Is Exercise in Your DNA?
If you’re exercising, you’re altering the “epigenetic pattern” of your genes. And that’s a good thing, because some of those genes dictate how you store fat. That’s according to new research from Lund University, in Sweden. Even small amounts of exercise can have an impact on body fat storage, say the researchers. Although our genes are inherited, and cannot be changed, they possess virtual switches (technically, chemical entities called methyl groups), which allow them to be turned on or off. The new science of epigenetics concerns itself with the implications of this genetic flexibility.
Exercise is among a number of factors that have been identified that can have a positive impact on a person’s epigenetic expression. To test the effect of exercise on genes related to obesity, diabetes and other conditions, the researchers recruited subjects who were slightly overweight, but healthy, albeit sedentary. The subjects were assigned to engage in spinning and aerobics classes, three time a week. Even subjects who did just under two sessions per week experienced changes in genes known to influence things like obesity and the risk of type 2 diabetes.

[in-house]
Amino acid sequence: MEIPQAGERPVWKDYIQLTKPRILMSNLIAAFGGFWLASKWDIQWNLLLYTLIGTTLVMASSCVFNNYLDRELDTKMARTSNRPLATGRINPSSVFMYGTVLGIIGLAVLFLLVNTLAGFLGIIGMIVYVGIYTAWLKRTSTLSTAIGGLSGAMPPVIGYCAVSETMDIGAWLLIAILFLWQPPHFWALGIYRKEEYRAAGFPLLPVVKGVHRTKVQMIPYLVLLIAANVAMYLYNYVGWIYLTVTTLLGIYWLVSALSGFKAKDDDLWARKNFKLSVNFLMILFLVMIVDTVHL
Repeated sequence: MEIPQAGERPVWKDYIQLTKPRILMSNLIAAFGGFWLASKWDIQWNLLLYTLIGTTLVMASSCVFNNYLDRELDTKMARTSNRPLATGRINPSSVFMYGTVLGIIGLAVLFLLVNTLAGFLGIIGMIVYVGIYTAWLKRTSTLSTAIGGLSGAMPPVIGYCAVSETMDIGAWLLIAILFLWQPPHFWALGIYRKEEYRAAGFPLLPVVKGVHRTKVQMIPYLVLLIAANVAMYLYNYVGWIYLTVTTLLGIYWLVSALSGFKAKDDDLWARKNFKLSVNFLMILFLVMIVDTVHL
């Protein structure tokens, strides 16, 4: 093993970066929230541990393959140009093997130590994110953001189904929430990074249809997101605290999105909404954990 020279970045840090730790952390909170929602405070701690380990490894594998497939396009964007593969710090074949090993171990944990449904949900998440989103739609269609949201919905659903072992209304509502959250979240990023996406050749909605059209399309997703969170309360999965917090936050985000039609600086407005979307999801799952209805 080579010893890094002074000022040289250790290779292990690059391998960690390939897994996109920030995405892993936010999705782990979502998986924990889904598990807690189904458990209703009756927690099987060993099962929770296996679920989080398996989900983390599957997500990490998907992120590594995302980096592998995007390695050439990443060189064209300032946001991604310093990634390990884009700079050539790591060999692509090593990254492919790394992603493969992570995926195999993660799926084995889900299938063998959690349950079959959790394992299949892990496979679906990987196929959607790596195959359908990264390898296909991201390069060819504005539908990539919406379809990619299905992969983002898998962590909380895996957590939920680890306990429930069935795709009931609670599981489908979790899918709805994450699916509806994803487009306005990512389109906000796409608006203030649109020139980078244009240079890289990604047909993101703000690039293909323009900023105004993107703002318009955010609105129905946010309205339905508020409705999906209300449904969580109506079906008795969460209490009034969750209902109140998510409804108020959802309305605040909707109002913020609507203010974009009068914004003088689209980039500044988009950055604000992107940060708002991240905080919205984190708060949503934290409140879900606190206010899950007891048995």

Most telling is the fact that the genetic switches were thrown in fat cells. These genes were also shown to influence the ways that these fat cells metabolize fat. The implication was that exercise not only fights fat by making you burn more calories, but it also discourages new fat cells from growing. Perhaps it will help to keep that in mind the next time you debate hitting the gym or flopping on the couch.
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Tina Rönn, Petr Volkov, Cajsa Davegårdh, Tasnim Dayeh, Elin Hall, Anders H. Olsson, Emma Nilsson, Åsa Tornberg, Marloes Dekker Nitert, Karl-Fredrik Eriksson, Helena A. Jones, Leif Groop, Charlotte Ling. A Six Months Exercise Intervention Influences the Genome-wide DNA Methylation Pattern in Human Adipose Tissue. PLoS Genetics, 2013; 9 (6): e1003572 DOI: 10.1371/journal.pgen.1003572